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Primary school experiment

(14 Posts)
sunseeker Thu 19-Sep-19 09:50:00

A month ago a local primary school removed most of the toys from their classrooms and replaced them with cardboard boxes, keys and various other items. They are now reporting the children are using their imaginations, communicating and playing together better than previously.

The children have been asked if they want the toys back - the only thing they have asked for is the wooden train set!

Squiffy Thu 19-Sep-19 10:31:02

What a brilliant idea sunseeker! Children are still so imaginative, despite the virtual world. When I see and listen to my GCs, their imaginations amaze me. I don't think children have changed over the years, but what's available to them has.

shysal Thu 19-Sep-19 10:46:59

I agree it is a good idea. I know my children and then grandchildren loved a cardboard box or two, some lengths of fabric, saucepans and wooden spoons.

EllanVannin Thu 19-Sep-19 10:50:47

The best part of a children's early life is their amazing imagination and it should be encouraged. Shoe boxes were a delight to me as a youngster because of the many things I could make.
Bring it on !

Grammaretto Thu 19-Sep-19 12:12:41

Our DGS is at school in NZ. I have never seen any toys and we see videos from the classroom. What are the toys anyway? Of course in England children begin school when they are 4 yrs old which IMO is too young so maybe they still need toys.
Our DGC attend nursery in Scotland where they have some outdoor toys, and places to encourage imaginative play indoors too. Both lots are very happy at their schools.

A Forest kindergarten is soon to open near us. That will be very interesting especially in midwinter!

BBbevan Thu 19-Sep-19 12:52:41

Grammaretto I volunteer in a Forest school. Doesn't matter what the weather the children, adequately clothed, still want to go out. Persistent rain is the only thing that keeps us indoors. When it is cold we often have a fire, toast marshmallows, make hot chocolate and toast damper .

agnurse Thu 19-Sep-19 19:05:04


Actually, at that age, children developmentally don't need very many toys. This is because preschoolers have very active imaginations. A box full of dress-up clothes and a few bits and bobs can go a long way with children that age.

agnurse Thu 19-Sep-19 21:10:57

The Forest school idea sounds really interesting! It is a documented fact that children learn through play, and I agree that Early Years experiences really should be centered around play. I also think that getting children out into the natural world is very good for them and should be encouraged.

The only caveat is that I'm not sure it's something that would be feasible in my area. We tend to have snow for up to 6 months of the year and it gets very cold (as low as -40C sometimes; once it gets below -20C, including wind chill, the children automatically have indoor recess, and if it gets below -40C the buses are cancelled; usually we end up with 1 or 2 days a year when buses are cancelled).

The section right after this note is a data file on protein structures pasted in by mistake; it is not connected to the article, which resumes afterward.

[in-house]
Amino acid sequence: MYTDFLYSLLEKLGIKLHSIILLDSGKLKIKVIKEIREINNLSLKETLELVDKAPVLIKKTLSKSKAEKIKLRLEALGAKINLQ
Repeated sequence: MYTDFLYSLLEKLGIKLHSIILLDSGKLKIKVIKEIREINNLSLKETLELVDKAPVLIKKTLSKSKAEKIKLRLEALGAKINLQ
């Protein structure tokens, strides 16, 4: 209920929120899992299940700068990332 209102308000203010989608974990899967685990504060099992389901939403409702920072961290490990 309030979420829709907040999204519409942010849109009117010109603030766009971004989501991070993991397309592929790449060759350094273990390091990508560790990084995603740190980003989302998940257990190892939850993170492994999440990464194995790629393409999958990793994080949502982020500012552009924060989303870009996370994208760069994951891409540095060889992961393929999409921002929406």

trisher Thu 19-Sep-19 21:17:51

Forest School is great. I did one day a week for 6 weeks whilst my GCs were in nursery. It was great to see the children exploring and enjoying the outside. And I learned things including what a Kelly Kettle is- never seen one before.

Grammaretto Sat 21-Sep-19 15:44:06

A friend whose DC were at a Forest school in Switzerland said one of hers hated it. He was the kind of child who was happier to be quietly indoors reading a book! The others loved it.
Apparently it's not the cold or even rain which is bad but rather high winds which bring down branches.
Scandinavian cold and presumably North American is drier than our Scottish winters which are minus a few degrees but damp.
I suppose a couple of hours a day is only going to be good for them.

Sara65 Sat 21-Sep-19 15:49:40

I would have loved for my children to have gone to a forest school, they were all outdoorsy, and I think they would have really benefited.

On the toy subject, my grandson could spend all day playing with a few cardboard boxes, I love watching him

trisher Sat 21-Sep-19 19:44:39

For anyone interested in knowing more
They explain give advice and even tell you hw to start it in a school or other organisation. Fantastic!

Scentia Sat 21-Sep-19 22:41:58

I remember with a smile, the PlayStation my son made out of shoe boxes and shoelaces. Kept him busy for hours it did. He never did have a real games thingy until he was 24!!

watermeadow Sun 22-Sep-19 19:20:23

I started school at a Mission school. A year later, back in England, I went to a convent school where there were toys, a sand pit, Plasticene and lovely kind nuns.
I remember vividly the “imaginative play” at the Mission, which included children killing a hedgehog, laughing at a disabled boy and taking the smaller children’s lunch.
I much preferred the toys!